Best Ski Goggles for Flat Light in 2019 (REVIEW GUIDE)

In a perfect world, every day on the slopes would be filled with bluebird skies and sunshine, and there would be no need for such a thing as flat light goggles. Unfortunately, that’s not the case, and skiing or snowboarding without good visibility can be a recipe for disaster.

So what are the best ski goggles for flat light? The ZIONOR Lagopus X4 snow goggles with light orange lens are my top pick, because at an affordable price and with a one year warranty, you will have high visibility and an ultra-wide, spherical, frameless design with magnetic lens attachment, as well as three layers of foam and a two way venting system, making it a super comfortable fit.

Last update on 2019-11-19 / Affiliate links / Images from Amazon Product Advertising API

If I’ve learned one thing from a lifetime of skiing, though, it’s that no one person’s experience or expectations on the slope are the same. Ski goggles have become pretty advanced over the years, with some even starting to integrate smartphone compatibility to put a computer in front of your eyes. So, it’s a good idea to learn about all the different criteria I’ve used in my research, and to compare a number of popular products. Keep reading to learn about my top three goggles for flat light.

Reviews of the Best Snow Goggles for Flat Light (Cloudy, Foggy & Whiteout Conditions)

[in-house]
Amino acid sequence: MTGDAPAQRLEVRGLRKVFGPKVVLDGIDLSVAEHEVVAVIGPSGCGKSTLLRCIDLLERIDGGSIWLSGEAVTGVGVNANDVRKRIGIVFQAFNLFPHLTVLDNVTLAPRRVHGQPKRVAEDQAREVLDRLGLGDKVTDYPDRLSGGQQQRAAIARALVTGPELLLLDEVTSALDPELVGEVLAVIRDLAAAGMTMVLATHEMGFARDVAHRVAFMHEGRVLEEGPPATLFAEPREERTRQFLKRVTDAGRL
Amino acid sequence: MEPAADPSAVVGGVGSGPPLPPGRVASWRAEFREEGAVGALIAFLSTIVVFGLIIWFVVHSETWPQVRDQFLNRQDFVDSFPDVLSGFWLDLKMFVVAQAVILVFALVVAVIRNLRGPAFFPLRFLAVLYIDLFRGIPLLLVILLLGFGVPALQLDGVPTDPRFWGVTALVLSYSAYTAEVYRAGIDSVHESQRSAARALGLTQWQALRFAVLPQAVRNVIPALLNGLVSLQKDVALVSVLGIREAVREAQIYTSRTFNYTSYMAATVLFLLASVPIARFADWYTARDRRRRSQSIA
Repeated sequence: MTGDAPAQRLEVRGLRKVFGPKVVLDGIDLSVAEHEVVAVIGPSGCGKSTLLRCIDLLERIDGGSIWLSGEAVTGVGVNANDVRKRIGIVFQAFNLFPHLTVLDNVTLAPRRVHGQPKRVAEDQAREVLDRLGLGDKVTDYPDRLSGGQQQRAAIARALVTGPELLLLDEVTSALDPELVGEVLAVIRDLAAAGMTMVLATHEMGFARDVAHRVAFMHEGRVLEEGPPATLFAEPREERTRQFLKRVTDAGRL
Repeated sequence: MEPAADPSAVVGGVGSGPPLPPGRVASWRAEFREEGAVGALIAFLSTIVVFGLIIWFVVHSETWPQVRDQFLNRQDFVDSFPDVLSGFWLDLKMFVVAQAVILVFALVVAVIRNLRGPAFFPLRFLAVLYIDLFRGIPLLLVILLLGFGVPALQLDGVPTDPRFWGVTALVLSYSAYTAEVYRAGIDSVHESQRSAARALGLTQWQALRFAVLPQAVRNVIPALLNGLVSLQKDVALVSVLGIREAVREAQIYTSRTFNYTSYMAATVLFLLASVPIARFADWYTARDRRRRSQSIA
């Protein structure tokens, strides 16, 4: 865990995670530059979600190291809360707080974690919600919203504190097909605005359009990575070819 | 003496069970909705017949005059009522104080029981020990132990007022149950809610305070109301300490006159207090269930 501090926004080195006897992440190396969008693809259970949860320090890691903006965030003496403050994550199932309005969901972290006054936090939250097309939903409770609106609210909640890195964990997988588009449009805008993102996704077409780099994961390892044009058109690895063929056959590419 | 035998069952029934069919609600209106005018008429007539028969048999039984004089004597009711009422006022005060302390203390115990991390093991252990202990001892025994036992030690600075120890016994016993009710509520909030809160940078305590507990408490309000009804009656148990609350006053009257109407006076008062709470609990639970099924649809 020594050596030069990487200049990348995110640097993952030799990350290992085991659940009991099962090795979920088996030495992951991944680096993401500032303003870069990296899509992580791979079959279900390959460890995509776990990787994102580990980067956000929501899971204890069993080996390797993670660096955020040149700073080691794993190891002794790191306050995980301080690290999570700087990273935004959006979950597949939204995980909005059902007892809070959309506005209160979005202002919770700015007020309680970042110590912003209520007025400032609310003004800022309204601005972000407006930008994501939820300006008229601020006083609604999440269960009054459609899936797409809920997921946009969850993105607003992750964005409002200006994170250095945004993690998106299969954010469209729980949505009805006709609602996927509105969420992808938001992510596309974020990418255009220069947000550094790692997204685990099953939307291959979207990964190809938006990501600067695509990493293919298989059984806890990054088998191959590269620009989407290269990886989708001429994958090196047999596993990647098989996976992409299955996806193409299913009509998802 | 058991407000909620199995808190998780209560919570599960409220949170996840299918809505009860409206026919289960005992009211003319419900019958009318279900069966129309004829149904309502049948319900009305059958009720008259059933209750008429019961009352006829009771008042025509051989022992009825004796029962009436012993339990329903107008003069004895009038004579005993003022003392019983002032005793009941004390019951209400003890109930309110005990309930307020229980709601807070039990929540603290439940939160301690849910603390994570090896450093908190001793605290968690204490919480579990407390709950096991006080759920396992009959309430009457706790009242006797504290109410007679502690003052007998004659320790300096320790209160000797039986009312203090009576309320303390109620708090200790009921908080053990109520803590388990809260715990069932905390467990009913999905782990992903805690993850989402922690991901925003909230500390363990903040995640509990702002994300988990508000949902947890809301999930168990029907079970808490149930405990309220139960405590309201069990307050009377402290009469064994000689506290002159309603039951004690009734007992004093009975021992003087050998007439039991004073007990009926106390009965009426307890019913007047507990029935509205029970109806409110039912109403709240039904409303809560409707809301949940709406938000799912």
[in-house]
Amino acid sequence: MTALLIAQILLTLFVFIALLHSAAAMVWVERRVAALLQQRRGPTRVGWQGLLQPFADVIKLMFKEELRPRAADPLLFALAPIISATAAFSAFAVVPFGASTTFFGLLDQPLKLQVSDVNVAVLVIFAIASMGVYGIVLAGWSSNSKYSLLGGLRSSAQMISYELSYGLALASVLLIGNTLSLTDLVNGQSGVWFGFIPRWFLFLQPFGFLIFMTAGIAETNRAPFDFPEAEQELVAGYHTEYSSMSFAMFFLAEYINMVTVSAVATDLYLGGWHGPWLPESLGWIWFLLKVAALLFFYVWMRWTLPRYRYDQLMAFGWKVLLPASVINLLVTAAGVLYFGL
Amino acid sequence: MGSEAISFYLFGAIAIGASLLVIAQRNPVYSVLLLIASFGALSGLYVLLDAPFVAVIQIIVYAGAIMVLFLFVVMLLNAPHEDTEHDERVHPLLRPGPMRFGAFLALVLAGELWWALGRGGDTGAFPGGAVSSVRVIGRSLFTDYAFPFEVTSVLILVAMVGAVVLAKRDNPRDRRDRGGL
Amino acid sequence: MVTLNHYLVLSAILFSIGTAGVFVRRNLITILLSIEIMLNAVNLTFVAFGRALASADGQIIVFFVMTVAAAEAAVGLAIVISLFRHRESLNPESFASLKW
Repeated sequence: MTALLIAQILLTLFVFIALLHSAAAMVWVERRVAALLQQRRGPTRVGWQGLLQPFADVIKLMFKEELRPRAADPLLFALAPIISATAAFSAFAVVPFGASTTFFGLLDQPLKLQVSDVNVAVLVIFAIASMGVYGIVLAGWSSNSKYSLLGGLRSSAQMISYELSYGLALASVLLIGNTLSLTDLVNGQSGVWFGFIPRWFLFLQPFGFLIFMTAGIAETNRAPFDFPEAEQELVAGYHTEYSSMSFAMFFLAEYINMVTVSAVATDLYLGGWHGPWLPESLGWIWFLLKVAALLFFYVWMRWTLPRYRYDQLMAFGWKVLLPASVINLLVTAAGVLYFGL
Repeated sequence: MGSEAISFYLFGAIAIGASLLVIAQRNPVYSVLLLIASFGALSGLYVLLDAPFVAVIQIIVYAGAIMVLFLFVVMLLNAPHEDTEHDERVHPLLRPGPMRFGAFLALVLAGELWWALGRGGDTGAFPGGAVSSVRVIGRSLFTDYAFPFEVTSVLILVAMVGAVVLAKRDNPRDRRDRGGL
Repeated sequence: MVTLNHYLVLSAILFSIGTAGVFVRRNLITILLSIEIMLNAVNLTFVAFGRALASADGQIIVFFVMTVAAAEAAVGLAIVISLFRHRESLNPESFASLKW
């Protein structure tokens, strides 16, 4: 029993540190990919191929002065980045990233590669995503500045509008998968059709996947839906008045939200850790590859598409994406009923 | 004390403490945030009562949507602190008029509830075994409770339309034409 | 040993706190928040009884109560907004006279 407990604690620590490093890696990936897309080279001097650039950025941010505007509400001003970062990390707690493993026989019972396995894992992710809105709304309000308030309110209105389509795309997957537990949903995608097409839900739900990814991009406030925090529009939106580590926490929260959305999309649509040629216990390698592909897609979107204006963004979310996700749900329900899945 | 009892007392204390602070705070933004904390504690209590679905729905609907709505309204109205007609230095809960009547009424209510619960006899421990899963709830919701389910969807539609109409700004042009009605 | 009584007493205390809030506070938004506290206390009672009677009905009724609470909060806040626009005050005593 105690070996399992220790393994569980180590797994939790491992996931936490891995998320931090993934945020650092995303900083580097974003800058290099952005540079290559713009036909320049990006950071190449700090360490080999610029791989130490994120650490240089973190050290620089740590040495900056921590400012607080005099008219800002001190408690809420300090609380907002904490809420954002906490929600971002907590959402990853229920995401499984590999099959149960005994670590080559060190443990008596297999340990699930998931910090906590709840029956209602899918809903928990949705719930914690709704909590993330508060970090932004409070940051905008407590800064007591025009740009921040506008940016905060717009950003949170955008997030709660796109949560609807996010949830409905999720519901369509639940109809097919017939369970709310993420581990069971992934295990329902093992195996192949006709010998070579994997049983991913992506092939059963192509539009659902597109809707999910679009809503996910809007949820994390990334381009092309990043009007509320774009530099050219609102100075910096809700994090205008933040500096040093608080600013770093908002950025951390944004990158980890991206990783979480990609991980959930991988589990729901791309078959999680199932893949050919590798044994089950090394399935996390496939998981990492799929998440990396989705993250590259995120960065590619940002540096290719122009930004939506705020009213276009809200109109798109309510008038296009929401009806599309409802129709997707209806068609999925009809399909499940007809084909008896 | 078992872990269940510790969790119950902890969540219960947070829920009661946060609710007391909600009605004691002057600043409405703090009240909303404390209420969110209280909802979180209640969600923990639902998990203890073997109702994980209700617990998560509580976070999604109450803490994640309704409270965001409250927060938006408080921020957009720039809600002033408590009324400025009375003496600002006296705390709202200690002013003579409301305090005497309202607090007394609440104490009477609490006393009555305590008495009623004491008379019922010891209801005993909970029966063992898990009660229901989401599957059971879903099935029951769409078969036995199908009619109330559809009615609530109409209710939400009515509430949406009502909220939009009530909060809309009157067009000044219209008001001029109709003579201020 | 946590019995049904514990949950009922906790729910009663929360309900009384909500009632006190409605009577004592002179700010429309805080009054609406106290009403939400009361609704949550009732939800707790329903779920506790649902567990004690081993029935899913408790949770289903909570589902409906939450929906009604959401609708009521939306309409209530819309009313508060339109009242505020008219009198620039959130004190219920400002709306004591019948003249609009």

GogglesVLTLens Color
ZIONOR X4 Snow Goggles 77%Light Orange
Smith Squad XL ChromaPop 69%Yellow
Bolle Mojo Snow Goggles 78%Lemon

1. ZIONOR X4 Snow Goggles, Light Orange Lens

ZIONOR X4 Snow Goggles

At 77% visible light transmission (VLT), the light orange lens has made the ZIONOR X4 a go-to for flat-light conditions, and the magnetic lens technology (comprised of eight powerful magnets around the frame) makes switching lenses a matter of seconds, literally.

What’s more, the affordability of this emerging brand makes it easy to own multiple lenses without even approaching the cost of some big brand goggles.

The spherical lens and frameless design mean that these goggles will provide optimal peripheral vision with minimal distortion, and top and bottom vents will prevent fogging.

Finally, if ZIONOR’s Enhanced Durability Tech (EDT) lets you down, the goggles come with a one-year warranty and self-declared “swift response” customer service.

None of this is ground-breaking on its own, especially in such a competitive market, but with a price far below many of the biggest name competitors, this balance of value and performance is hard to beat.

Pros:

  • Three layers of foam for comfort
  • 77% VLT